Twelve months ago, you’d have got long odds on Andre Villas-Boas being at White Hart Lane for this season’s Tottenham Hotspur v Chelsea fixture and being sat in the home dug-out, rather than the away one.
It may be hard to imagine now – time and the re-writing of history can often play tricks on the mind – but Villas-Boas enjoyed a fine start to his Chelsea career. Exactly a year ago, the Blues sat in third position, three points behind Manchester City having won six of their eight games, losing just once away to Manchester United.
Progress was being made in the Champions League and the man who won the treble with Porto just months earlier (and who Roman Abramovich paid in excess of £13million to secure, lest we forget) was ticking along nicely.
There was little sign of what was to come, although we all know what happened next: under-performing and undermined, AVB was not winning enough on the pitch, but the battle he lost off the field was even more pivotal – once Chelsea’s notoriously ‘strong’ dressing room (that is a euphemism for self-serving egotists) decided they didn’t want him, the inevitable happened.
It was a huge dent to the reputation of one of European football’s brightest young coaches, a dent that many will not forget, especially the press pack, who won’t forgive him for replacing their favourite illiterate, dodgy-account-keeping, dog-walking chum Harry Redknapp.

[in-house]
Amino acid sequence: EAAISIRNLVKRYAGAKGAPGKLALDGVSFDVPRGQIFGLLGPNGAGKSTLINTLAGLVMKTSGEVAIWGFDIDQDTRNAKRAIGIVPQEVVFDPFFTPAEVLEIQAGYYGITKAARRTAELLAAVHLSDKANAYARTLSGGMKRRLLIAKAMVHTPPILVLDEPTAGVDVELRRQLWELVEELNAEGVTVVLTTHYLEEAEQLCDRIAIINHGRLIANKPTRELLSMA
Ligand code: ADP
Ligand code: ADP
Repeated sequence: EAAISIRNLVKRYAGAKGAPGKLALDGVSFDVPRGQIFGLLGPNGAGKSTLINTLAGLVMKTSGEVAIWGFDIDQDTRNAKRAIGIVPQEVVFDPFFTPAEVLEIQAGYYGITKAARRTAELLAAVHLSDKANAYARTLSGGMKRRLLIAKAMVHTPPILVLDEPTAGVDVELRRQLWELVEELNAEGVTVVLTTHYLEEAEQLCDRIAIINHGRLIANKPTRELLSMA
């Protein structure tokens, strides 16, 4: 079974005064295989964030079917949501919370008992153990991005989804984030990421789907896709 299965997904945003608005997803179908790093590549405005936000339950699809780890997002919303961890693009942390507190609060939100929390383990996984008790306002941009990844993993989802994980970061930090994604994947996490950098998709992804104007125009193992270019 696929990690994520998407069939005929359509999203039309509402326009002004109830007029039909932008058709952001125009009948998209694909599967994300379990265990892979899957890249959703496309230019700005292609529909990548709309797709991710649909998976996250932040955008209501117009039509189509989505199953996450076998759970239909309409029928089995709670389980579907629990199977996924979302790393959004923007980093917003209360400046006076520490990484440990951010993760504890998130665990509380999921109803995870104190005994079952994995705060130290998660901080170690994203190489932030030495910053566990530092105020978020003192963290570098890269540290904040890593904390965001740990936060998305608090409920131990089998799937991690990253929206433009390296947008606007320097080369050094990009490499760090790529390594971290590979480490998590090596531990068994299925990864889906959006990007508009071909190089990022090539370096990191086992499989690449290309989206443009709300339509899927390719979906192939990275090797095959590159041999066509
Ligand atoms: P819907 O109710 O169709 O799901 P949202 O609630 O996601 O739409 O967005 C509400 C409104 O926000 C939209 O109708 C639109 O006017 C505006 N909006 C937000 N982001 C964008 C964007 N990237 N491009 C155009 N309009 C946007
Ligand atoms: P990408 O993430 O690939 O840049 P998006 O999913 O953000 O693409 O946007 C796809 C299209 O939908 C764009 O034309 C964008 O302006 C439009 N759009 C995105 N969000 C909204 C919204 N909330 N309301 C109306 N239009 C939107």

On Saturday lunchtime, Villas-Boas comes face to face with the club that unceremoniously sacked him when his new-look Spurs side host Chelsea and even if many will see this as a revenge meeting, what cannot be overlooked is that the AVB situation is a sideshow in what is one of the most vengeful derby matches in the Premier League calendar.
The match pits two in-form teams against each other and the bookies can hardly split them. bwin make Spurs ever-so-slight favourites at 3/2, with Chelsea at 17/10 and the draw at 23/10, and at the biggest price I will be on the draw for this one.
Chelsea come to White Hart Lane as European champions (and FA Cup holders), which justifies the decision to dispense with Villas-Boas, and the Portuguese’s replacement Roberto Di Matteo has the team ticking along nicely so far this season (sound familiar?)
An away win at Arsenal apart, performances haven’t always been scintillating, but Chelsea are top of the league, four points clear of the Manchester clubs, and go to Spurs on a five-match winning run in all competitions.
But Tottenham are proving hard to beat themselves and haven’t lost a match in any tournament since losing to Newcastle United on the opening day of the campaign.
That is a run of nine games and if some of those early outings were underwhelming, AVB has overseen five wins in the last seven to sit just a point off second place and already well in the mix for the Champions League places, which is Villas-Boas’ stated aim for the season.
And with both teams looking in decent shape, I can’t separate them here. Chelsea have enjoyed a great record against Spurs in the Premier League era – the Stamford Bridge outfit have lost just four of the 44 meetings over the last 20 years – but recently the Lilywhites have proved more of a match for their west London rivals.
The last 12 meetings in all competitions have seen four Chelsea wins, three Spurs victories and five draws. Three of the last five have ended in stalemate and the last two meetings at White Hart Lane have finished 1-1. At 23/10, another draw between two good sides looks like the sensible bet.